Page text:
Prior to CrowdSrike, we used a signature-based solution from Symantec.
The initial setup was very straightforward and very easy. We've been bringing stuff into the SWOT platform and getting that data. It has been pretty good.
The implementation was done in-house. We had, in part, help from a strategic partner, EY.
CrowdStrike is what we did for the time and for the moment. It is number two when you look at the magic quadrant, and we have implemented that for the time being. When we selected it, that was right for us to get away from a Symantec signature-based environment for endpoint detection response.
We have moved over to CrowdStrike for now. When you look at the quadrant, the number one is Microsoft. With Defender built into the operating system, there is less overhead on the endpoint. We will eventually, most likely, migrate to that.
I have experience with Cylance, as well. They gave that the advanced persistent threat leader title, at one point in the market. I implemented that for one client and now, being in this CISO role, I went with CrowdStrike over Cyberreason and Cylance/Blackberry. The main reason for CrowdStrike is the Falcon technologies and what they do with their strategy.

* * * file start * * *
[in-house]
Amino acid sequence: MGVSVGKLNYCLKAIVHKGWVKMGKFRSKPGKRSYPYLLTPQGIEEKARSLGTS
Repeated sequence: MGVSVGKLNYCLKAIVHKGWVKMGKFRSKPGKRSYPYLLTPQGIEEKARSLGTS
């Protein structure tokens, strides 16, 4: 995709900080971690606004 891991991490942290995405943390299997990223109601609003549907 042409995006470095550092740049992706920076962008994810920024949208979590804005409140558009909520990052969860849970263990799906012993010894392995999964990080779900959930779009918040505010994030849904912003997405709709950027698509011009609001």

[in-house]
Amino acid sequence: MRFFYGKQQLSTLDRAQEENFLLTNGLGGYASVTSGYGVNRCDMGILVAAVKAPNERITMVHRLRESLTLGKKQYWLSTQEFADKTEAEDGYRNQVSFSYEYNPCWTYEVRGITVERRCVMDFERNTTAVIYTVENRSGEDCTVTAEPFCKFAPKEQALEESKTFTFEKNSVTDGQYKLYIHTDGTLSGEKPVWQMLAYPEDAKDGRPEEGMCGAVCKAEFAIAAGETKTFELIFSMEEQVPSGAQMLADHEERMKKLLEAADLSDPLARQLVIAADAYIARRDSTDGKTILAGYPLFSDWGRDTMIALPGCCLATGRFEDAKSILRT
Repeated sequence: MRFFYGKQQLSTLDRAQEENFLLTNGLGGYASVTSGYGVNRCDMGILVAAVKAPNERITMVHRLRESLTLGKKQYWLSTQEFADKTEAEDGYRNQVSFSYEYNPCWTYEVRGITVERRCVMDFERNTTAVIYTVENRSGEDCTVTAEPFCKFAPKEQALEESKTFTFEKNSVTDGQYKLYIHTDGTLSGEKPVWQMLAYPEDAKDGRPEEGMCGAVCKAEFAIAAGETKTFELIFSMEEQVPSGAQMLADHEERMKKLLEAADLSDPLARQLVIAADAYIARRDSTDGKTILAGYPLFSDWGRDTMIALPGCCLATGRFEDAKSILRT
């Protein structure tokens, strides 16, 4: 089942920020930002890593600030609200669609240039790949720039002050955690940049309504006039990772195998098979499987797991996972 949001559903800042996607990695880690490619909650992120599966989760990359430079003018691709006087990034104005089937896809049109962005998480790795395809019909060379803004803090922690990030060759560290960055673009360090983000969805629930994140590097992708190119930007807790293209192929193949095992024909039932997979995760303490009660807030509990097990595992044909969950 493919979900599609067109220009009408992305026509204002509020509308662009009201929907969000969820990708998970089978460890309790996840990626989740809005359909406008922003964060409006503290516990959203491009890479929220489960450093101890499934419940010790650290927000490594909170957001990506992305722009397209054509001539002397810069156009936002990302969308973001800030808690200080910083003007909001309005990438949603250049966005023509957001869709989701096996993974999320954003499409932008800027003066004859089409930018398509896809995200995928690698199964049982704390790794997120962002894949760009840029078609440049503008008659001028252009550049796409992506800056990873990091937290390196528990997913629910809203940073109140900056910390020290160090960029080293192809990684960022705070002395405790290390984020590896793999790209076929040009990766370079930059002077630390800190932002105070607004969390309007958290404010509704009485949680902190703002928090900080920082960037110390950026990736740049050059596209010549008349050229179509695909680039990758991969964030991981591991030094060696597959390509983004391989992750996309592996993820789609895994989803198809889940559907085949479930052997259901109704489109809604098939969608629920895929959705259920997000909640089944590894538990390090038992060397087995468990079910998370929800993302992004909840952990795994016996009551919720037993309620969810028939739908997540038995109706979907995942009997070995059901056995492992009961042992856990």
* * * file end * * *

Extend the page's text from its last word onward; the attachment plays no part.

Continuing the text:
We're moving to Office 365, and it will make sense for me to adopt Microsoft Defender because it's integrated into the platform. One of the differences between Defender versus CrowdStrike or any other of them is that they have to sit outside. Microsoft Defender can go deep down into the kernel, and that's a good thing for the endpoint. You can do a lot and detect a lot, which makes it far safer against advanced persistent threats.
Overall, this product has been pretty good and I recommend it.
I would rate this solution a nine out of ten.
We primarily use the solution for our Windows and Macs.
The detection and response have been excellent overall. We've had no ransomware attacks.
We found the initial setup to be straightforward.
The solution is stable.
Scalability hasn't been an issue for us.
The price is too high.
I've been using the solution for three years now.
The stability has been fantastic. We have never had an outage. There are no bugs or glitches. The performance is great.